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Protect your PC from the latest threats with Shade Sandbox

04 February 2016, Mike Williams

Shade SandboxSandboxing is a smart technology which isolates programs from the operating system, preventing them from making any permanent changes.

Run your browser in a sandbox, say, and it won’t matter if you’re hit by a drive-by download, a toolbar gets installed or your home page is updated: clear the sandbox and all changes will be lost.

Shade Sandbox is a free application for Windows Vista and later which makes it very easy to run vulnerable or suspect applications in a secure environment where they’re unable to affect your files or Registry.

Installation is simple; one reboot and you’re done. You’ll also need an activation code to use the program for more than a couple of days, but there’s no cost involved – just provide your name and email address.

To get started, drag and drop your browser shortcuts into the program window, or right-click them and select “Put into Shade”. Run those applications as normal (from the desktop, Start menu or wherever) and they’re now sandboxed.

Shade Sandbox

Drag and drop vulnerable apps into the Shade window and in future they’ll be launched in the sandbox

Move your mouse cursor to the edge of the window border, and a purple frame should appear around that application, confirming that it’s sandboxed.

One problem with this isolation approach is that it also applies to downloaded files. If your browser is sandboxed, and you save something important to your desktop, it won’t be there when you look later.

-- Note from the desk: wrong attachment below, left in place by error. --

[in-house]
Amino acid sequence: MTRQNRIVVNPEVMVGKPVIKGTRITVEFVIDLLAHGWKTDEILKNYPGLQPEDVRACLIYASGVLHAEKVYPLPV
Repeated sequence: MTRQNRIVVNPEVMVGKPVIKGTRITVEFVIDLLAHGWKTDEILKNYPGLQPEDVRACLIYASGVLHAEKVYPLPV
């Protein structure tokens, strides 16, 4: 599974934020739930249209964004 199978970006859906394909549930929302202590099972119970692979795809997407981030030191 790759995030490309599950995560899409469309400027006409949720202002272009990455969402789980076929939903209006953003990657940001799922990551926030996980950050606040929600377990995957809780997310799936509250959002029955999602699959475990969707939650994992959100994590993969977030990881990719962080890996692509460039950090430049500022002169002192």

Fortunately there’s a simple solution. Clicking “Open Shade Folder” displays an Explorer window at a folder representing your drive (“C”, probably). Any folders with downloaded files are listed here, so you can browse to \Users\[Name]\Desktop, Downloads or anywhere else and access the file as usual.

If you’re already using Sandboxie then Shade Sandbox is going to seem very underpowered. It won’t detect or adapt to awkward or conflicting applications, it doesn’t display currently sandboxed programs, you don’t get the handy system tray shortcuts, there’s no immediate “run sandboxed” Explorer option, and if you like to tweak, customise or fine-tune this kind of app, tough: you can’t.

Still, if your needs are simple then Shade Sandbox delivers all the core basics, in an easy-to-use interface, for free. Worth a look for sandboxing beginners.

Shade Sandbox is a freeware program for Windows Vista and later.

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